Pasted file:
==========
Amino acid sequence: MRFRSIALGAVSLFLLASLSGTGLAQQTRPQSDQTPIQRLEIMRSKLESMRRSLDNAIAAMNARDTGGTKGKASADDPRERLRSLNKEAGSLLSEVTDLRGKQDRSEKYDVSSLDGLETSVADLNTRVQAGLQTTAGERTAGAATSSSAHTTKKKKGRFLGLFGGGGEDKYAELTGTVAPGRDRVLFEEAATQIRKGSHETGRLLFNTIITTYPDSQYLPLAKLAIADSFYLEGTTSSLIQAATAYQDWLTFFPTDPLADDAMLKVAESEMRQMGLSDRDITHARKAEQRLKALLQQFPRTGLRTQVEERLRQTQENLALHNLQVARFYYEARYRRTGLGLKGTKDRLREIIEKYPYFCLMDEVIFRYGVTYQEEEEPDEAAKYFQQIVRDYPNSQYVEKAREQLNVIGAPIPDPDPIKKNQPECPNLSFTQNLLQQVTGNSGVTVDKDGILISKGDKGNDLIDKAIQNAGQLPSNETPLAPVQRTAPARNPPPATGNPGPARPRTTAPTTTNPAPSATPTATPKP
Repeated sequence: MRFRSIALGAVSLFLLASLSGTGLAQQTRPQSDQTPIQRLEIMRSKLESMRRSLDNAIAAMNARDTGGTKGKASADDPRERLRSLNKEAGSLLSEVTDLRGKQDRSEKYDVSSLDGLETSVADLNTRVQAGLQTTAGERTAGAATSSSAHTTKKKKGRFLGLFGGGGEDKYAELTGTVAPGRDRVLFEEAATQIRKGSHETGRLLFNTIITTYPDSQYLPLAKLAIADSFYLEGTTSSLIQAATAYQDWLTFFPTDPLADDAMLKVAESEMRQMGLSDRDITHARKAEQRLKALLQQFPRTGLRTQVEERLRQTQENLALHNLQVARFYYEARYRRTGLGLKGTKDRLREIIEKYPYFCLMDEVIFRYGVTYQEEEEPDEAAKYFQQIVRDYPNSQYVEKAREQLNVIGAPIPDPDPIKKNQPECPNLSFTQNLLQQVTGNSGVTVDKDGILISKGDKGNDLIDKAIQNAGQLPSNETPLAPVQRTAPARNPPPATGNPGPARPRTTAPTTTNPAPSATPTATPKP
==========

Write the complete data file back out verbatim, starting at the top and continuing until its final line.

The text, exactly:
Amino acid sequence: MRFRSIALGAVSLFLLASLSGTGLAQQTRPQSDQTPIQRLEIMRSKLESMRRSLDNAIAAMNARDTGGTKGKASADDPRERLRSLNKEAGSLLSEVTDLRGKQDRSEKYDVSSLDGLETSVADLNTRVQAGLQTTAGERTAGAATSSSAHTTKKKKGRFLGLFGGGGEDKYAELTGTVAPGRDRVLFEEAATQIRKGSHETGRLLFNTIITTYPDSQYLPLAKLAIADSFYLEGTTSSLIQAATAYQDWLTFFPTDPLADDAMLKVAESEMRQMGLSDRDITHARKAEQRLKALLQQFPRTGLRTQVEERLRQTQENLALHNLQVARFYYEARYRRTGLGLKGTKDRLREIIEKYPYFCLMDEVIFRYGVTYQEEEEPDEAAKYFQQIVRDYPNSQYVEKAREQLNVIGAPIPDPDPIKKNQPECPNLSFTQNLLQQVTGNSGVTVDKDGILISKGDKGNDLIDKAIQNAGQLPSNETPLAPVQRTAPARNPPPATGNPGPARPRTTAPTTTNPAPSATPTATPKP
Repeated sequence: MRFRSIALGAVSLFLLASLSGTGLAQQTRPQSDQTPIQRLEIMRSKLESMRRSLDNAIAAMNARDTGGTKGKASADDPRERLRSLNKEAGSLLSEVTDLRGKQDRSEKYDVSSLDGLETSVADLNTRVQAGLQTTAGERTAGAATSSSAHTTKKKKGRFLGLFGGGGEDKYAELTGTVAPGRDRVLFEEAATQIRKGSHETGRLLFNTIITTYPDSQYLPLAKLAIADSFYLEGTTSSLIQAATAYQDWLTFFPTDPLADDAMLKVAESEMRQMGLSDRDITHARKAEQRLKALLQQFPRTGLRTQVEERLRQTQENLALHNLQVARFYYEARYRRTGLGLKGTKDRLREIIEKYPYFCLMDEVIFRYGVTYQEEEEPDEAAKYFQQIVRDYPNSQYVEKAREQLNVIGAPIPDPDPIKKNQPECPNLSFTQNLLQQVTGNSGVTVDKDGILISKGDKGNDLIDKAIQNAGQLPSNETPLAPVQRTAPARNPPPATGNPGPARPRTTAPTTTNPAPSATPTATPKP